By Ray Carbone
WARNER – Last week Jim Bingham, the town administrator who has faced some tough public criticism lately, leveled some pointed remarks of his own at John Leavitt, a member of the town’s budget committee.
At the board of selectmen’s meeting in town hall, Bingham said that Leavitt had made “comments that attacked my professional and personal integrity, in terms of my work and my work with board of selectmen” at a Dec. 27 budget committee meeting.
“You think about this, because this ticked me off,” Bingham told Leavitt at the selectmen’s meeting. “This was essentially a personal attack.”
‘You have to trust that we’re doing the best we can, that there’s nothing illegal, immoral and unethical going on.’
Kimberly Brown Edelmann, selectboard chair
Bingham referred to a story on the front page of the Jan. 15 edition of the InterTown Record, which related Levitt’s remarks from the Dec. 27 budget group meeting. At the time, Leavitt said that there was “plenty of room for interpretation and manipulation” of data in a report on a town employee wage/compensation study that Bingham had discussed with the selectmen. “All the (relevant) information was going to the administrator (and) he was only telling you (selectmen) what he felt you should know, because he filters out what he thinks you don’t need to know,” Bingham read, quoting Leavitt’s remarks.
“If that’s not an attack or an accusation, I don’t know that is,” the administrator said. It’s unfounded, as far as I know… If there was any real evidence, I’d assume (you) would have brought that forward.”
“It sounds like you jumped to a conclusion that it was something (inappropriate) that Jim did,” Kimberly Brown Edelmann, the chairman of the selectmen’s board, told Leavitt. “You have to trust that we’re doing the best we can, that there’s nothing illegal, immoral and unethical going on.”
Leavitt replied that he never accused Bingham of acting improperly. “I made no allegations,” he said. “All I said was that (the study’s evaluation) was not always transparent… I said, there’s plenty of room for interpretation and manipulation (in the data). I did not suggest that was done.”
Bingham said that if the Leavitt had concerns about the administrator’s work, he should have gone directly to the selectmen. “The budget committee meeting was not the place to put that out (in public),” Bingham said. “Since I’m an employee, that becomes a personal issue… When you bring it up in a public forum, that’s inflammatory and damaging.”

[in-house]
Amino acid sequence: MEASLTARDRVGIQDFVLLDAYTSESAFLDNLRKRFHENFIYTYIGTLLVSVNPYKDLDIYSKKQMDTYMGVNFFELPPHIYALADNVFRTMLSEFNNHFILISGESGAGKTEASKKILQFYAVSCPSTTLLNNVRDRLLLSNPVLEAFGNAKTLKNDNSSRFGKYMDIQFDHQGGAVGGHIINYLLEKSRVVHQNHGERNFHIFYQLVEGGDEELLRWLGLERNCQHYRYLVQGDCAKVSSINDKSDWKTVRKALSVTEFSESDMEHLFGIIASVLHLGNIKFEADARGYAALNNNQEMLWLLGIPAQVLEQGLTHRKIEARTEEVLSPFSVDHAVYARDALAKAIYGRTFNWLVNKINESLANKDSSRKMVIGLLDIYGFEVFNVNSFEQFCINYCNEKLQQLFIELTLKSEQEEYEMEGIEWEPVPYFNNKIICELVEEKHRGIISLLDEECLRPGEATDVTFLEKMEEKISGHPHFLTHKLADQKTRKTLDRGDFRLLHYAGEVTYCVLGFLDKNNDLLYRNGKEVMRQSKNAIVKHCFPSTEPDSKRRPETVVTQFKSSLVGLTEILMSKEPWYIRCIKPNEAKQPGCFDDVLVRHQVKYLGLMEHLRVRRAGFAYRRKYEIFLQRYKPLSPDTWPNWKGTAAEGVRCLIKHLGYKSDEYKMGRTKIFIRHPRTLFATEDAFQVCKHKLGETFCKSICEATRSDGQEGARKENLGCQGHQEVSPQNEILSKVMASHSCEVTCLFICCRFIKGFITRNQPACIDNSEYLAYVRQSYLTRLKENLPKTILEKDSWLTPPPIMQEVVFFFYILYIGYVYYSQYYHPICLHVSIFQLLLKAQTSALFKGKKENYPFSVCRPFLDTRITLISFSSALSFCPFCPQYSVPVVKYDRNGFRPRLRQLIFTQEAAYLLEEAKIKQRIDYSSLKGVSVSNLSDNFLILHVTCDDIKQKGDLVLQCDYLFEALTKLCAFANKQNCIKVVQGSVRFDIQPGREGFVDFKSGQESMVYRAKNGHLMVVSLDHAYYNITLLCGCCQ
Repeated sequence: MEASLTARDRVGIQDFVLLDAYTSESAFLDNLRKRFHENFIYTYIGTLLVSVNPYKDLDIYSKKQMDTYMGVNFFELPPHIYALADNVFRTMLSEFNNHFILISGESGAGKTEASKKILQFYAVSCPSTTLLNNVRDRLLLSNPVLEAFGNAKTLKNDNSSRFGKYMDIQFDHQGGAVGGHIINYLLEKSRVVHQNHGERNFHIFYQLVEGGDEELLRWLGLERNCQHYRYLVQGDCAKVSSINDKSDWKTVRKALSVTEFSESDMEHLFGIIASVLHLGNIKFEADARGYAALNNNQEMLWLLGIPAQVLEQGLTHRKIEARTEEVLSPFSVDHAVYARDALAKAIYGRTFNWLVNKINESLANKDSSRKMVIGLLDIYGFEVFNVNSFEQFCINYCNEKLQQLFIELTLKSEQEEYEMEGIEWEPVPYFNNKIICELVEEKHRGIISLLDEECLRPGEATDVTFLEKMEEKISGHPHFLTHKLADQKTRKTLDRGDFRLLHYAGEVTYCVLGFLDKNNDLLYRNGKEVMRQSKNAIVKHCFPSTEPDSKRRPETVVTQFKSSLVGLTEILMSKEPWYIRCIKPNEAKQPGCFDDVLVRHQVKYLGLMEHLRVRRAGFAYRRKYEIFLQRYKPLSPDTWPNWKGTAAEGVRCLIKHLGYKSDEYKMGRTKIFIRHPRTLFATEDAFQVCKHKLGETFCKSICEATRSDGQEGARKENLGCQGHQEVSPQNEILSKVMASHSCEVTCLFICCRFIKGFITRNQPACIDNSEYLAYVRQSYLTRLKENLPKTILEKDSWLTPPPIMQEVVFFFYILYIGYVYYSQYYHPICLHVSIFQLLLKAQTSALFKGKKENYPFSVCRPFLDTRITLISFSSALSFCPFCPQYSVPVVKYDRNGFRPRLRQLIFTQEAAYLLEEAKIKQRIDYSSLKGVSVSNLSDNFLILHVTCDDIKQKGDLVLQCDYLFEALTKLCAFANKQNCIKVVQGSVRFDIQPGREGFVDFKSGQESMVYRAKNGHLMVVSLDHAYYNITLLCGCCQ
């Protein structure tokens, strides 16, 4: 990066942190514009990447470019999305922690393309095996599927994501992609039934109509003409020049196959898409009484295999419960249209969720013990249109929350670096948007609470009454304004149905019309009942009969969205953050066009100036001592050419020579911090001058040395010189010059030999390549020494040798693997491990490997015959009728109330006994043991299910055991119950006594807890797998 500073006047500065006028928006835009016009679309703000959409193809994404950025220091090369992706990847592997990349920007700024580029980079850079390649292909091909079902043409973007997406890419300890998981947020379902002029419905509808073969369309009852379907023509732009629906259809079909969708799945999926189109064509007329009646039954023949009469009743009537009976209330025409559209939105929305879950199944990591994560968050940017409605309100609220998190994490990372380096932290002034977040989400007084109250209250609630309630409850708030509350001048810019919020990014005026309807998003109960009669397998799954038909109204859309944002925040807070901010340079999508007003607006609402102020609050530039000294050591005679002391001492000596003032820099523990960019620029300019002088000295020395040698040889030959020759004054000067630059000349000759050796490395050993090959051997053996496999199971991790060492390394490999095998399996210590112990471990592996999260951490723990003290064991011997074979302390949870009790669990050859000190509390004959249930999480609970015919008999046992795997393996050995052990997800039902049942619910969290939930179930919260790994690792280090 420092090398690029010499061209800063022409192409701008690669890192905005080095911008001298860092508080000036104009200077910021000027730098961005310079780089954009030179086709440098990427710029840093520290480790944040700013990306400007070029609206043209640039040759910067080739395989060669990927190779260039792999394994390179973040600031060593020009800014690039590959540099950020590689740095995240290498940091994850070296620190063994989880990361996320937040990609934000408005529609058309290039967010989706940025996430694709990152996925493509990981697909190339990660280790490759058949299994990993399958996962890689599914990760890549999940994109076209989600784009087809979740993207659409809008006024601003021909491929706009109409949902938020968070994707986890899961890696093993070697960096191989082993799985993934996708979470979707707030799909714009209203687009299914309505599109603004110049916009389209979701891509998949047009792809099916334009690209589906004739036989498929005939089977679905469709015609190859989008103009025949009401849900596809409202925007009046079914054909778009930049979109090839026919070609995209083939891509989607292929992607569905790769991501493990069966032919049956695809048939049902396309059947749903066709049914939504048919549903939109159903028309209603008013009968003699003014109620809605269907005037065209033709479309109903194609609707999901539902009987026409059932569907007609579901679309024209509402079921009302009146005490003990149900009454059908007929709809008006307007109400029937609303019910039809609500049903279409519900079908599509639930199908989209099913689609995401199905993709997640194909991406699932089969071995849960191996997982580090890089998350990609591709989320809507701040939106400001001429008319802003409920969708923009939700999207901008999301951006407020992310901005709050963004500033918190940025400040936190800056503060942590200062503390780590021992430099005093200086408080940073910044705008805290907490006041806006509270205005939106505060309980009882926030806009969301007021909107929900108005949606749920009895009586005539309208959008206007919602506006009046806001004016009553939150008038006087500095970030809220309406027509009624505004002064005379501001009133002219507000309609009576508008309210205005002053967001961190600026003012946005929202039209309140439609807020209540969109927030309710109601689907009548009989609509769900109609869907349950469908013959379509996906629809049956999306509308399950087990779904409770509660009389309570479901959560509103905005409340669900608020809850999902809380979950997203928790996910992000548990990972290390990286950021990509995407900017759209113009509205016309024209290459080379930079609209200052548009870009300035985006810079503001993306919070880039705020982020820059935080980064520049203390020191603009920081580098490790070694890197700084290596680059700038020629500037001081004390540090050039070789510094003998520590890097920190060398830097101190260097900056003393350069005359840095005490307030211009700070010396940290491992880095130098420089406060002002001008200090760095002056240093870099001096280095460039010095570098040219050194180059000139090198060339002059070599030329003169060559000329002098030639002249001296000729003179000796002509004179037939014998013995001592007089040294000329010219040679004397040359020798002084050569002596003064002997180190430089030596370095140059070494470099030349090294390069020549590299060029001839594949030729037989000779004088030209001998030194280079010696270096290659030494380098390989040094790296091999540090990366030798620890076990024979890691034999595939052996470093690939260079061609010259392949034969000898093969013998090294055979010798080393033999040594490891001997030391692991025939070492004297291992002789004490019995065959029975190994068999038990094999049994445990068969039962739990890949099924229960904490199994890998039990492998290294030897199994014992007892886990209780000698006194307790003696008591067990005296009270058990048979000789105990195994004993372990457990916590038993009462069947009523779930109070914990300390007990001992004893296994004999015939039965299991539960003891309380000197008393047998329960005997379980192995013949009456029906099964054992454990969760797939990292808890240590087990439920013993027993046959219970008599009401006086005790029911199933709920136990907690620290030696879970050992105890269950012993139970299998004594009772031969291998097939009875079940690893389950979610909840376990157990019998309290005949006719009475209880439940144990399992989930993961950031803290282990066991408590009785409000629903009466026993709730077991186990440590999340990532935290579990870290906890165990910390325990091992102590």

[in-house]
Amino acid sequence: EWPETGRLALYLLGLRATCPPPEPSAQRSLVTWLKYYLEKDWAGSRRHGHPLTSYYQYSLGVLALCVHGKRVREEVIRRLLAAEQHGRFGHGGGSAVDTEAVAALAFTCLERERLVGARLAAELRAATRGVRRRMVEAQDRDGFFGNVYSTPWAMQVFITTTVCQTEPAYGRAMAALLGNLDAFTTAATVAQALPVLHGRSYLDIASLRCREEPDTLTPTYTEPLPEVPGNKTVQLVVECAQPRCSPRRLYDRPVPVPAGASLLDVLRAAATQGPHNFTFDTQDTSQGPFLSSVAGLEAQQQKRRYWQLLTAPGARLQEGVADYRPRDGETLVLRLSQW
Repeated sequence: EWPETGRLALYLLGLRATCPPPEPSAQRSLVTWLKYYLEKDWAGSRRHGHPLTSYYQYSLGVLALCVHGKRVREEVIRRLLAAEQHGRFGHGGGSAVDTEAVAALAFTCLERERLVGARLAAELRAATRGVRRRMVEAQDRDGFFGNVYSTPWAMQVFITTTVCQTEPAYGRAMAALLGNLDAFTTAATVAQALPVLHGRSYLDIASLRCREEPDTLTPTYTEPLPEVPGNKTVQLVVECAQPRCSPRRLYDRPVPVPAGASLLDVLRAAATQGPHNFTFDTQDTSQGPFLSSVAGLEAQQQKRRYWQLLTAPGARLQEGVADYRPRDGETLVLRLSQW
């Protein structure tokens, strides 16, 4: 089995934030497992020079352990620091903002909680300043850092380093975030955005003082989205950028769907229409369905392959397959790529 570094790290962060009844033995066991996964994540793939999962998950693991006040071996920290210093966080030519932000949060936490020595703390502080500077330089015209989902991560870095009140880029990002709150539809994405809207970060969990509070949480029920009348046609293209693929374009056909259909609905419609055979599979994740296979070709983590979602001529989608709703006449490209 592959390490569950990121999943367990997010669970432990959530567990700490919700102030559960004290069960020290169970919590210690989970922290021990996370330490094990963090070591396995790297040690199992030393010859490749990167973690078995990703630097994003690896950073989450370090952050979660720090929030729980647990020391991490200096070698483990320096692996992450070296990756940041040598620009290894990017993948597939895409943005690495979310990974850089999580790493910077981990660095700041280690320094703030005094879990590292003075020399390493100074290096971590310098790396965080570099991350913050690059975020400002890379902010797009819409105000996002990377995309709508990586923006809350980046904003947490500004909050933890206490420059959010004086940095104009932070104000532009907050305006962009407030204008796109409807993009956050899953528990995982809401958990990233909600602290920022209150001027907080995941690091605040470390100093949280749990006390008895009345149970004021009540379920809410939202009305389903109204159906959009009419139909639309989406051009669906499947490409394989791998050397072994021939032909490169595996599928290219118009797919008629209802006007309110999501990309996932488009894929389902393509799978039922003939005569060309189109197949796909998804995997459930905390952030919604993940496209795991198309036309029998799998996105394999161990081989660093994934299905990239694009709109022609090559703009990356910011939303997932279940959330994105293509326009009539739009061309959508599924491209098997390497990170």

After the Dec. 27 meeting, Bingham notified that budget committee that he would no longer attend its meetings because they were “too unruly,” and that “the history of sarcasm, condescension and personal attacks by some of its members towards myself, the department heads and our professional predecessors, makes the whole experience… demoralizing and extremely unproductive.” (Bingham did however come to a recent committee meeting.)
Bingham began his comments by asking Leavitt if he’d thought about his remarks and wanted to offer an apology.
But Leavitt refused, saying that he’d heard from other people who attended the Dec. 27 meeting and found it informative. Bingham and others in town leadership sometimes interpret vigorous questioning by the budget committee and others as “being contentious,” he said.
“Mr. Bingham called it a kangaroo court,” Leavitt said about the Dec. 27 meeting. “I call it democracy.”
Alfred Hanson, another budget committee member, suggested that some of the recent tensions between the committee and the administration were caused by the selectmen. He said that the board had recently approved some recent «wage increases, based on the wage/compensation study, without the usual level of input from the budget group and others.
Brown Edelmann said that she was mostly responsible for that and that the action has become a “learning opportunity for me, as the chairman… Maybe it wasn’t the smoothest move.”
This story first appeared in the InterTown Record weekly newspaper, published in Sutton New Hampshire, on Tuesday, January 22, 2019.